The Irish-UK team (led by Prof Jonathan Coleman from Trinity College Dublin whose research we profiled in Series One of The Science Squad) poured graphite powder into a blender, then added water and dishwashing liquid, mixing at high speed. The results are published in the journal Nature Materials and their work has been reported by BBC News.

Because of its potential uses in industry, a number of researchers have been searching for ways to make defect-free graphene in large amounts. The material comprises a one-atom-thick sheet of carbon atoms arranged in a honeycomb structure. Graphite – mixed with clay to produce the lead in pencils – is effectively made up of many layers of graphene stacked on top of one another.

Prof Coleman  and colleagues tested out a variety of laboratory mixers as well as kitchen blenders as potential tools for manufacturing the wonder material. They showed that the shearing force generated by a rapidly rotating tool in solution was sufficiently intense to separate the layers of graphene that make up graphite flakes without damaging their two-dimensional structure.

However, it’s not advisable to try this at home. The precise amount of dishwashing fluid that’s required is dependent on a number of different factors and the black solution containing graphene would need to be separated afterwards. But the researchers said their work “provides a significant step” towards deploying graphene in a variety of commercial applications.

The scientists have been working with UK-based firm Thomas Swan to scale up the process, with the aim of building a pilot plant that could produce a kilo of graphene per day by the end of the year. In addition to its potential uses in electronics, graphene might have applications in water treatment, oil spill clean-up and even in the production of thinner condoms.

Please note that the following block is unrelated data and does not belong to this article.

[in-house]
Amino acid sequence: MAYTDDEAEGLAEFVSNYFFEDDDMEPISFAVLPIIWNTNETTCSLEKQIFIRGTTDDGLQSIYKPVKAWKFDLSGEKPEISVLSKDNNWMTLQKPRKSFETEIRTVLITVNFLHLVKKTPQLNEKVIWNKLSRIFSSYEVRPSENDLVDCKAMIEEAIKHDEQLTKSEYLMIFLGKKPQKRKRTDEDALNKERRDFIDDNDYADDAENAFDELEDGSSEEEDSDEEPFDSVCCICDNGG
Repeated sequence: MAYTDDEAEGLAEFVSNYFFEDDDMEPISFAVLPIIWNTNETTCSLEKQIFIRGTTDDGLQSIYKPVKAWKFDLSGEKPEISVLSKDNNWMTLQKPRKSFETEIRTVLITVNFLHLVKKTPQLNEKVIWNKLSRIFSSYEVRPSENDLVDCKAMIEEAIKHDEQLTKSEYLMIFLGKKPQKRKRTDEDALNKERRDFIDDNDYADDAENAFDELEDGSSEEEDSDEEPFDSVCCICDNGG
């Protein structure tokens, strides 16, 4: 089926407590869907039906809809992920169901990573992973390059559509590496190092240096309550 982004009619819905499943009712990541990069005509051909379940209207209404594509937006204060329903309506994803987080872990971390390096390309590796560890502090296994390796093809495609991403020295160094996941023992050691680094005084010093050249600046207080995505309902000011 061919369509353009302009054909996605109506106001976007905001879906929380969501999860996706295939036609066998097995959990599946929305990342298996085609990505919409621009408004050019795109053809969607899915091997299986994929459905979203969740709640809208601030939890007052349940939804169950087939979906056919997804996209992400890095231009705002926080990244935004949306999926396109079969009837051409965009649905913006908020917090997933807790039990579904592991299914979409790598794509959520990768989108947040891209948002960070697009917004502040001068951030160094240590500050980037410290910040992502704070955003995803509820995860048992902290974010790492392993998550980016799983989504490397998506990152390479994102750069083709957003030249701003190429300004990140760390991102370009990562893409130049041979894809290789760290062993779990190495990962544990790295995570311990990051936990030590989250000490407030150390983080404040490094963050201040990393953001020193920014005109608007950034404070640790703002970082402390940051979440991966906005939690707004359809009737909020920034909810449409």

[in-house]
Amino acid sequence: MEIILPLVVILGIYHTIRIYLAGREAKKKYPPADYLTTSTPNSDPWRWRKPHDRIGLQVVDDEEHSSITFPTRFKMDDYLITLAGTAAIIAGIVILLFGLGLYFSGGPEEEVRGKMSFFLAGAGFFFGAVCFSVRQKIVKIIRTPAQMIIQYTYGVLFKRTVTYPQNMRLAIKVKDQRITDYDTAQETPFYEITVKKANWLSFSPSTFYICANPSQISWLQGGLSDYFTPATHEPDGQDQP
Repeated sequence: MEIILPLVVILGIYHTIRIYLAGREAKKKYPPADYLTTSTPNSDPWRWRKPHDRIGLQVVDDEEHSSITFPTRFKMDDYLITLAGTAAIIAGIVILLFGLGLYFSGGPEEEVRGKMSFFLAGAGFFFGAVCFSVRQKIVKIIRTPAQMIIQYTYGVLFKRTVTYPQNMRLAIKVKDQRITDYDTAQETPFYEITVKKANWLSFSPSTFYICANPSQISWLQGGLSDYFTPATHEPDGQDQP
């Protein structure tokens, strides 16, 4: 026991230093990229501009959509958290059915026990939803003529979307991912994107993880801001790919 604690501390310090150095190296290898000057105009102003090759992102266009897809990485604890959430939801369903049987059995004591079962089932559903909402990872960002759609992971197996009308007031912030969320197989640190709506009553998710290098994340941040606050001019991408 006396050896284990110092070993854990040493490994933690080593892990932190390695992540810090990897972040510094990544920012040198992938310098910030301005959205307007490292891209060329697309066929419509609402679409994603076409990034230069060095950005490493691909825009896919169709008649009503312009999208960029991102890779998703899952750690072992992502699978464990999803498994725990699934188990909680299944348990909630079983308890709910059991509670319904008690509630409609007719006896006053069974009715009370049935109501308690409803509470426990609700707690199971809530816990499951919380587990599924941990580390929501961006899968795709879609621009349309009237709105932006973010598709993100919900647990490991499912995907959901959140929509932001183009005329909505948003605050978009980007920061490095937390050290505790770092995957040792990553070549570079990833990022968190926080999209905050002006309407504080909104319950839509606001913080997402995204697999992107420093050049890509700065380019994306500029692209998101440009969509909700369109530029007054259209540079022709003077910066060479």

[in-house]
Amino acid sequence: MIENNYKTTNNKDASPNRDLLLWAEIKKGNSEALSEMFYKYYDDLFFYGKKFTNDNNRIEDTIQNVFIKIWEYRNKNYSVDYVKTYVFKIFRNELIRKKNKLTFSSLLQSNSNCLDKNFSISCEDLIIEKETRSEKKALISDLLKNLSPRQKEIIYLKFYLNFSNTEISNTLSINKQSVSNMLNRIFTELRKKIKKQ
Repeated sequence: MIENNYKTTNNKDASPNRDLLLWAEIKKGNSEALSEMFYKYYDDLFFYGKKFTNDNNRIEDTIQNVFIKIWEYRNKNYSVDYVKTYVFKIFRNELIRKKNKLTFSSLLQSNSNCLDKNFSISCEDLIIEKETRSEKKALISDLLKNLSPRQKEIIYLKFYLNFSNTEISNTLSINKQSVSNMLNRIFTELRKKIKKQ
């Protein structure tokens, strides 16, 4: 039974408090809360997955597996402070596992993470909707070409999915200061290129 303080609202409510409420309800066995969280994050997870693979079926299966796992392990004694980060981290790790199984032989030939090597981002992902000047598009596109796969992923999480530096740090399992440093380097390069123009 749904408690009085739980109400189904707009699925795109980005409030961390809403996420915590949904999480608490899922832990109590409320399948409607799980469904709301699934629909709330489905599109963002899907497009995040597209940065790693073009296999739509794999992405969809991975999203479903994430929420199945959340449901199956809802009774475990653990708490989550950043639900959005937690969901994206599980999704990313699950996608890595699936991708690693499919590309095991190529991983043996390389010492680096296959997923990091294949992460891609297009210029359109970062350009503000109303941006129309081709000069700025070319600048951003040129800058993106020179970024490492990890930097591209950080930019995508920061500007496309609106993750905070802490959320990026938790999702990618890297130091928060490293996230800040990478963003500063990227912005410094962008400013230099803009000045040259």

JohnnyColeman

The European Commission has announced that CRANN, the Science Foundation Ireland funded nanoscience institute based at Trinity College Dublin (TCD), has secured a primary role in the Future and Emerging Technologies (FET) Graphene Flagship project. The EU Commission has committed €1 billion to the Graphene Flagship, the largest ever research project funded in the history of the European Union.

CRANN and TCD’s School of Physics Principal Investigator Professor Jonathan Coleman has been selected as Deputy Leader of one of these work packages.

We featured Professor Coleman and his work on graphene in the second episode of The Science Squad – the segment can be viewed here

Graphene is the strongest, most impermeable and most conductive material known to man. It is just one atom thick, but is 200 times stronger than steel. Products enabled by graphene technologies could include fast, flexible and strong consumer electronics such as foldable laptops and paper-thin smartphones, and lighter and more energy efficient cars and aeroplanes. In the future, medical devices such as artificial retinas could also be made from graphene.